Stairs, stairs everywhere. Ascent. Descent. As you care. Most are clumsy. Few adept. Mind the gap and watch your step.

Tony Oursler deploys a proliferation of ladders and stairs in his new video for ‘Where Are We Now?’ (See some above). Of course I’ve been hammering these treads for some time now, careful readers. This returns me to my well-trod thesis, the innermost layer of the Bowie onion, The Man Who Sold the World, both song and album, to which I’ve devoted a fair number of electrons and brain cells peeling away. The following sonnet, which appeared a few months back in The Pennsylvania Review, weds M. C. Escher to the mix. For another stair-eye view, I direct you to the neat little poetical paradox, Antigonish by Hughes Mearns here. Language paradoxes emulate an abyss or as a wise old lady once informed Betrand Russell as he found himself hopelessly entangled in quantum wave collapse: ‘It’s tortoises all the way down.’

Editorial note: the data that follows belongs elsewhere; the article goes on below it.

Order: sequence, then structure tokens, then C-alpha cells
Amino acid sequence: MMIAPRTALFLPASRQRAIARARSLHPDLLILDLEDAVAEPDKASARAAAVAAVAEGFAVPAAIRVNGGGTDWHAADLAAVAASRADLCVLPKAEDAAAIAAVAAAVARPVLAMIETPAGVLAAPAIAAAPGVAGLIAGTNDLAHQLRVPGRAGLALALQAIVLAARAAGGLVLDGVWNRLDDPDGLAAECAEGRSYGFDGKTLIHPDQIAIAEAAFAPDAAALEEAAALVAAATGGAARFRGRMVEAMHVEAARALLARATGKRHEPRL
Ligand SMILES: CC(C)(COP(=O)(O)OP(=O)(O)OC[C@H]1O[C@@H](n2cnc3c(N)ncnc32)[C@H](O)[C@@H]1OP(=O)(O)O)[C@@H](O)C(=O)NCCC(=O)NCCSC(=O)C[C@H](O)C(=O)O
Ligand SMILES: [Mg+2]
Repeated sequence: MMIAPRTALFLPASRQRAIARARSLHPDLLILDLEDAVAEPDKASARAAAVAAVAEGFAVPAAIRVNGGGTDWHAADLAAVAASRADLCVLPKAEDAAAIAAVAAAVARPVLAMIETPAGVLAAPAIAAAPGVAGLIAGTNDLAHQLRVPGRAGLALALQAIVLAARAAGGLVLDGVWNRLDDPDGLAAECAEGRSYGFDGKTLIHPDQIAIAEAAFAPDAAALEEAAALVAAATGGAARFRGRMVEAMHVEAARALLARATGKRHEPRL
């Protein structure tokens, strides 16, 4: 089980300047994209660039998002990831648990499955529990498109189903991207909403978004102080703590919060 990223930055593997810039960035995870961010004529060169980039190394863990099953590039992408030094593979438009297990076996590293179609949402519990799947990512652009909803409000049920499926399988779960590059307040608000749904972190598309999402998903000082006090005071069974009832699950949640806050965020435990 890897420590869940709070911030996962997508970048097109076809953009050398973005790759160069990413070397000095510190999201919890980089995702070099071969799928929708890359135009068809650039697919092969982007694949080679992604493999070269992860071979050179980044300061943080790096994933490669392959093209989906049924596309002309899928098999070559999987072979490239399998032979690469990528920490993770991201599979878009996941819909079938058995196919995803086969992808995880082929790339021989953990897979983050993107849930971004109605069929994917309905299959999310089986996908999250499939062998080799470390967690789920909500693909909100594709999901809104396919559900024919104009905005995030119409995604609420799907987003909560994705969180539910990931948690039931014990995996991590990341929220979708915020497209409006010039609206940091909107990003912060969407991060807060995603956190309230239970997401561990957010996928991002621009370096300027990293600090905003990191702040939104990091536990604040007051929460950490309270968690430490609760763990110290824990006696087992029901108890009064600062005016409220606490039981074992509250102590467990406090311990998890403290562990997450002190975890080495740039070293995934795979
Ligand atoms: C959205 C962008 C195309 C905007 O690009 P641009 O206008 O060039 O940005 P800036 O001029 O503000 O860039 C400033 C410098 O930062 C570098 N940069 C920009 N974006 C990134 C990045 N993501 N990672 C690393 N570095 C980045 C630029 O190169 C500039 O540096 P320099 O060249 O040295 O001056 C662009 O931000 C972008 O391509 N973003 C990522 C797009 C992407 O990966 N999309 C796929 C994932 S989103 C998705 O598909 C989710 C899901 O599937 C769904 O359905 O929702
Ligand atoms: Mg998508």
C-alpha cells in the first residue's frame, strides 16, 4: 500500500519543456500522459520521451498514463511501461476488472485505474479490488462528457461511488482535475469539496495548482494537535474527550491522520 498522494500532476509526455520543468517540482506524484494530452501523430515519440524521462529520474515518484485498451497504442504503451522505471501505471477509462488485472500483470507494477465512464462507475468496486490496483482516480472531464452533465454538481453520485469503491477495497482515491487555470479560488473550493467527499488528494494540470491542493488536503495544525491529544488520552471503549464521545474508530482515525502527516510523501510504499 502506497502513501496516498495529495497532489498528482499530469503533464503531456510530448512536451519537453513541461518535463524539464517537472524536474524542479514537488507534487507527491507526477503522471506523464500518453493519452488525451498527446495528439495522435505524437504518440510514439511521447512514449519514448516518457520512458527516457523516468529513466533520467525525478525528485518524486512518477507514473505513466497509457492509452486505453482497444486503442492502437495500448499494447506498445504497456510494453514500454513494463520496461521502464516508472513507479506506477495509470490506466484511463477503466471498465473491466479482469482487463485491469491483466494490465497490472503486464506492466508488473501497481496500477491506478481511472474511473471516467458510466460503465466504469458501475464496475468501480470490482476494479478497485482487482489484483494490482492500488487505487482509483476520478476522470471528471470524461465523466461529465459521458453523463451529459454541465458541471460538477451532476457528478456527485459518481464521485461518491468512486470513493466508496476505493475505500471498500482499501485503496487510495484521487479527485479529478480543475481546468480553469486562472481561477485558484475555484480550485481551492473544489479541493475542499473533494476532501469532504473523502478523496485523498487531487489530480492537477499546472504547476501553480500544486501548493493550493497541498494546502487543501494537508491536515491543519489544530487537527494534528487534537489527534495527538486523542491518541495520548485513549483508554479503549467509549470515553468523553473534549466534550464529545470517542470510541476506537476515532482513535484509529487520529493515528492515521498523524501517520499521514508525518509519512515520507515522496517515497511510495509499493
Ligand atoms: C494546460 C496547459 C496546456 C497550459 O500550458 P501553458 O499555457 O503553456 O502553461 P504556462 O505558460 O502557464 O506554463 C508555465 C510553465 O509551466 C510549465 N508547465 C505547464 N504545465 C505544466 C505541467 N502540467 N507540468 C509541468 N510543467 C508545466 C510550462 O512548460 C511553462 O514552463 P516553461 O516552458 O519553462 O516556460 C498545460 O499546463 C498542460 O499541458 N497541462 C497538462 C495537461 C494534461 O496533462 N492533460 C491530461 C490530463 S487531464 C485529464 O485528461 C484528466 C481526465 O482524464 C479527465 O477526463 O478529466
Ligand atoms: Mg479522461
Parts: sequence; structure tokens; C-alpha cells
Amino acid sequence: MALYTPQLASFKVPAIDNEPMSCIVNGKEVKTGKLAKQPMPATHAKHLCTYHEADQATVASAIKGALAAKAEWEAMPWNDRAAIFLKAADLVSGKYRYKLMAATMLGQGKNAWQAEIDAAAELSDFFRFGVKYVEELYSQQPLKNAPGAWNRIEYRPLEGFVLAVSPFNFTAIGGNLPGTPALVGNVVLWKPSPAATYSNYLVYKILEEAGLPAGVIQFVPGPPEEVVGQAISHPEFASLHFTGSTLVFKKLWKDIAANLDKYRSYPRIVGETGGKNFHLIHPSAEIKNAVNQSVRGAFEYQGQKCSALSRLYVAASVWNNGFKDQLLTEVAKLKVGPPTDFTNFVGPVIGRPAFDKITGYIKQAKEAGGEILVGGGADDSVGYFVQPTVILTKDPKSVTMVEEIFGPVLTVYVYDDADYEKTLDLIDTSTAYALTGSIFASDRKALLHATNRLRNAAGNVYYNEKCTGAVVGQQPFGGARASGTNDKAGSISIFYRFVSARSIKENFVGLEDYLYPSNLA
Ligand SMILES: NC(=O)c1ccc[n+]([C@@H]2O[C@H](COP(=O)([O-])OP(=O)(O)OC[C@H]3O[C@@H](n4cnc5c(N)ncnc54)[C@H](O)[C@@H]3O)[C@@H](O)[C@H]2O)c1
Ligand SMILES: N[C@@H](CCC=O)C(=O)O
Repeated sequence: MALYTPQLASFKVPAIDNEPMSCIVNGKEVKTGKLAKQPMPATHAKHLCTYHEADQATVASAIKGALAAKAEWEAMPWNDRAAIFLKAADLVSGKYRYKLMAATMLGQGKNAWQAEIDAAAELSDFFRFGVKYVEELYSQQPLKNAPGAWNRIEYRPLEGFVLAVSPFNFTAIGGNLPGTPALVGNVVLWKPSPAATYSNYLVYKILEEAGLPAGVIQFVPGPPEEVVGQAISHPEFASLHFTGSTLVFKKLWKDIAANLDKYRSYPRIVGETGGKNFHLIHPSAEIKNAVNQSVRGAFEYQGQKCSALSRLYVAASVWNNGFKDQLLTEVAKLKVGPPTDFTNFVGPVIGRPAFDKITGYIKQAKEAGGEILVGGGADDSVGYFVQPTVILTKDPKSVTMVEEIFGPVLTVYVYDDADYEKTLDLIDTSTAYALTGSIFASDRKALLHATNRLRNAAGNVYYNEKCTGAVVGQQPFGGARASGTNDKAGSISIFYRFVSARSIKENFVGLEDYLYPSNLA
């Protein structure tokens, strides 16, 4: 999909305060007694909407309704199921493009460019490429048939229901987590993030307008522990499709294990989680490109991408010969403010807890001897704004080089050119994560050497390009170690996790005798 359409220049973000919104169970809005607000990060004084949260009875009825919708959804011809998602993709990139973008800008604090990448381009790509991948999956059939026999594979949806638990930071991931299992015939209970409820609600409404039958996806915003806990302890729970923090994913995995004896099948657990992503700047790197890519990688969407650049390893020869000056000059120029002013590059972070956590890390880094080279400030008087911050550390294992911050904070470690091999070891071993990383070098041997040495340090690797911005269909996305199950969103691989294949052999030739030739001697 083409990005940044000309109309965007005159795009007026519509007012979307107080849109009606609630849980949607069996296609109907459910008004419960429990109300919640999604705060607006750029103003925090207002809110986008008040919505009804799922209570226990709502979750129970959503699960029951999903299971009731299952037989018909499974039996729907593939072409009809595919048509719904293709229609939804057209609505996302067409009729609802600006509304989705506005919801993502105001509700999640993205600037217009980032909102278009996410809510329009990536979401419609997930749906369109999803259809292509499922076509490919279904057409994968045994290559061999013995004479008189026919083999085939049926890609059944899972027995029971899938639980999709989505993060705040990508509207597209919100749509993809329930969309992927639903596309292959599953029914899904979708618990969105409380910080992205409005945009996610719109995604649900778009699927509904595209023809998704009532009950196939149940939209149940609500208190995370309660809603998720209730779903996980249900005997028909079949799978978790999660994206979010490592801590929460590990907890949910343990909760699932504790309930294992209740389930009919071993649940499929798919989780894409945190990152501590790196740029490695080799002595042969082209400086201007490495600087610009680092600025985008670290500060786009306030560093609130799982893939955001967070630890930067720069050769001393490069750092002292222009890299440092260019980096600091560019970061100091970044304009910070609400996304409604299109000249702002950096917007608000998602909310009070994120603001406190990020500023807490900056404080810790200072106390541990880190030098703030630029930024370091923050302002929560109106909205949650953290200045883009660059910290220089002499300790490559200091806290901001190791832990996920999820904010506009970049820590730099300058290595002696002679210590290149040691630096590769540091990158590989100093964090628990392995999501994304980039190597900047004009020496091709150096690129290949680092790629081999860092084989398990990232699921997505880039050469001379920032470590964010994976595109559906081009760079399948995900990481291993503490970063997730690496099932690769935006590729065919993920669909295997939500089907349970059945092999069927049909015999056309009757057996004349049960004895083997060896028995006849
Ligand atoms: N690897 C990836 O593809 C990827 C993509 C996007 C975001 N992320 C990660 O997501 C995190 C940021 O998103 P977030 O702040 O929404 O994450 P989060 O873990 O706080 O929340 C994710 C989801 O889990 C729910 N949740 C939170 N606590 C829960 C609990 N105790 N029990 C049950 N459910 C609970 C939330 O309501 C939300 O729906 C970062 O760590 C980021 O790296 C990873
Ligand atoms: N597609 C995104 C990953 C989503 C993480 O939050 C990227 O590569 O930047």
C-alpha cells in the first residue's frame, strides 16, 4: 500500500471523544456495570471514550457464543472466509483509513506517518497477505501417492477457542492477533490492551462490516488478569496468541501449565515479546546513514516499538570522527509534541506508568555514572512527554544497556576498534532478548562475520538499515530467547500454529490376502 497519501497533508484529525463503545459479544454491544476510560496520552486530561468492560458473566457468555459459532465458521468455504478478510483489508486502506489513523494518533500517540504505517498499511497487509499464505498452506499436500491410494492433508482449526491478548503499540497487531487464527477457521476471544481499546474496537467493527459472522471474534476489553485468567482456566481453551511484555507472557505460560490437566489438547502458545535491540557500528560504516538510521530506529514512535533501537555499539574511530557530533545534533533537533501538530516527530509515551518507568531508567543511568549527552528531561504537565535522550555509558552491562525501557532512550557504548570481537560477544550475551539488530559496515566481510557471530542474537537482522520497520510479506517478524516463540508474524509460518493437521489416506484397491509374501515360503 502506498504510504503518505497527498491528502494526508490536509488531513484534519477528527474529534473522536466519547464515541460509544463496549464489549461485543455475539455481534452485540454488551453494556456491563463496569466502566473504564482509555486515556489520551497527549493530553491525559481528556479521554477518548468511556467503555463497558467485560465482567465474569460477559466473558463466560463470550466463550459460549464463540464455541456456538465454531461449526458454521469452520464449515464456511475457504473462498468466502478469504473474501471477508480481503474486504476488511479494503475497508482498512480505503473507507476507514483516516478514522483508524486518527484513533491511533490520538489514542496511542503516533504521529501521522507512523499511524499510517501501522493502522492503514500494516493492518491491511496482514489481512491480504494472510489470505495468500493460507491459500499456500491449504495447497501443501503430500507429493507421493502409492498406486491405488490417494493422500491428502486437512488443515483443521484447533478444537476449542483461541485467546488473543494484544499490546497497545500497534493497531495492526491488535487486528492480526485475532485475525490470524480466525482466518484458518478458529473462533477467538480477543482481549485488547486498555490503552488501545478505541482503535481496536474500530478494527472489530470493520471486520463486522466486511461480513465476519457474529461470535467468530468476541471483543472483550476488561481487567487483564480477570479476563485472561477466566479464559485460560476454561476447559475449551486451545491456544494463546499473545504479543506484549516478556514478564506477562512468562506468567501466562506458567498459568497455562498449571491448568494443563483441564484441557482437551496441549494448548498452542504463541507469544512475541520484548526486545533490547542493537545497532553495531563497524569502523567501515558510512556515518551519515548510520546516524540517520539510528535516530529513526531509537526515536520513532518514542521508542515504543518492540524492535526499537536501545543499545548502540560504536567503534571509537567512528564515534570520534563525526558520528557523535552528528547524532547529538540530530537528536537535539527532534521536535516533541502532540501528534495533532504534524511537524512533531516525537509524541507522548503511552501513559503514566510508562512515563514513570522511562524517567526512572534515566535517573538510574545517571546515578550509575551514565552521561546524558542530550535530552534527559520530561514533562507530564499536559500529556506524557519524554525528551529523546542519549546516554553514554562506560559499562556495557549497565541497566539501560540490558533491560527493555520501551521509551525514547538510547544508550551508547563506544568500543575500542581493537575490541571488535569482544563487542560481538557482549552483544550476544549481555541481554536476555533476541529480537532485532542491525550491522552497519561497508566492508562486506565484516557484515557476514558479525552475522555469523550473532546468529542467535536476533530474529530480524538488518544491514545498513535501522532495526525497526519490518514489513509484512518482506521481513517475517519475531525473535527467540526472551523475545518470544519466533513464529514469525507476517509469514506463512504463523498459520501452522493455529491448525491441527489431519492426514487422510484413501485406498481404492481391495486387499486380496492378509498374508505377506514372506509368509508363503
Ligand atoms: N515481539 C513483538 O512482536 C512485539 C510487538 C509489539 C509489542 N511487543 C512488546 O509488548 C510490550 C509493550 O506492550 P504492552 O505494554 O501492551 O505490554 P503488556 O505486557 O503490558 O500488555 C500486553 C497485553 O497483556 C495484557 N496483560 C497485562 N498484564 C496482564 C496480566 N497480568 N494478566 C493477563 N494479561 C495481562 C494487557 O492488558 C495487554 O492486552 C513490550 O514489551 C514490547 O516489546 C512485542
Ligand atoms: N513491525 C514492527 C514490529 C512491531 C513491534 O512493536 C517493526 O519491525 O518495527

Confessions of the Man Who Sold the World

I outlaid Escher’s layers. But mounted tales
plot stairs that well within. God’s a sideways
apparition. You can’t bank clouds. My sales
were ground-floor importunities. It pays
to sell thyself out. Jesus flogged that score.
I shook hands with his absence. Felt a cool
departure. Then arrived.
That wanking whore,
winged escalation, lies. Today’s sale? Who’ll
lose me to better invest themselves? Fans
delegate rough passage, rough trade, supply
rich altitude ‘til one day we all buy
it. Exhausted, I stepped back from contraband
to amplify my own sagged firmament,
deaf to fresh entreaty, making the rent.

This sonnet originally appeared at The Pennsylvania Review, Sept 2012 issue